Sellers have been modifying lower end NVIDIA graphics cards and selling them more powerful cards online. In a recent version of the GPU-Z graphics card information utility, TechPowerUp has added the ability to now detect these fake NVIDIA cards
This new feature allows buyers of cards to detect if the card is actually a relabled NVIDIA G84, G86, G92, G94, G96, GT215, GT216, GT218, GF108, GF106, GF114, GF116, GF119, or GK106 GPU by displaying an exclamation point where the NVIDIA logo would normally appear and also prepends the string “[FAKE]” before the card’s name.
“We worked extensively on the ability of GPU-Z to detect fake NVIDIA graphics cards (i.e cards not really having the GPU advertised on the box), ” TechPowerUp’s release notes stated. “GPU-Z now prepends “[FAKE]” to the Graphics Card name field, and lights up with a caution triangle. This capability is forward compatible for the supported GPUs (listed in the changelog), so for example, it will be able to detect a fake RTX 2060, which in reality uses a GK106 GPU. ”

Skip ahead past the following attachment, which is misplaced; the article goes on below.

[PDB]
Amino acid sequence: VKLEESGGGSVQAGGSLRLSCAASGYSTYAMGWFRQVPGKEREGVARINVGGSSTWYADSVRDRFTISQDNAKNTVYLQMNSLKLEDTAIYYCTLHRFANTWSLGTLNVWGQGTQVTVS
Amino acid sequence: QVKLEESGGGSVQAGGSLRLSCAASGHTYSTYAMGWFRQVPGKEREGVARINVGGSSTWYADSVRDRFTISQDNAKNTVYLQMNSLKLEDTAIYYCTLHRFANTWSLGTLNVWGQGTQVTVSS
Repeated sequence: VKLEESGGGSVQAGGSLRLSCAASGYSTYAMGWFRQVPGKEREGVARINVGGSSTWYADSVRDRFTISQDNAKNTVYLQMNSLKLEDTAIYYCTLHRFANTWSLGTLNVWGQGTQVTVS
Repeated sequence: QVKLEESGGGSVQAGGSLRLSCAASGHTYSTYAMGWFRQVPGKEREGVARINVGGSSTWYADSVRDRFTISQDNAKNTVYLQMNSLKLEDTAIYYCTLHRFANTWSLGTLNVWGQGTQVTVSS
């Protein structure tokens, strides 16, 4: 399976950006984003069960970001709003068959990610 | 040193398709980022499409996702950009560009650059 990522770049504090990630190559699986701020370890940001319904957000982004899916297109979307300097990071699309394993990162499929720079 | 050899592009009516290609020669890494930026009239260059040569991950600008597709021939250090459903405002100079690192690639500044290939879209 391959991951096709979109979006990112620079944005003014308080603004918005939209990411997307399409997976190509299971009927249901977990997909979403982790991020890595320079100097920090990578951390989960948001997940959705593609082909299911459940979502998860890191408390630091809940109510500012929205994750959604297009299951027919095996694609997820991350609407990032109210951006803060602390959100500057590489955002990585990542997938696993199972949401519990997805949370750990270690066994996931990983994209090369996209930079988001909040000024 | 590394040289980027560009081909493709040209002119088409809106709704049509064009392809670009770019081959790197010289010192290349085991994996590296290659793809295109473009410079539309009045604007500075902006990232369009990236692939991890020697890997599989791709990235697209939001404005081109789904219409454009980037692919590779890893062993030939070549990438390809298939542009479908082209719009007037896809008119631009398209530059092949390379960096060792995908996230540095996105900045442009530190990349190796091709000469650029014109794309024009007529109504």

You can see an example of how a legitimate NVIDIA card and a fake one would appear in GPU-Z below.
TechPowerUp was not willing to elaborate on how they are detecting the fake GPUs, but they did tell BleepingComputer that the sellers are modifying the BIOS so that they appear as higher end graphics cards. TechPowerUp also told us that they are not aware of fake AMD cards and that these cards are typically sold in China, but can make it to the West through eBay sellers.
While this new feature won’t protect buyers from purchasing fraudulent GPUs, it will allow them to determine if they purchased a fake card. With that information, they can then return the device or dispute the purchase.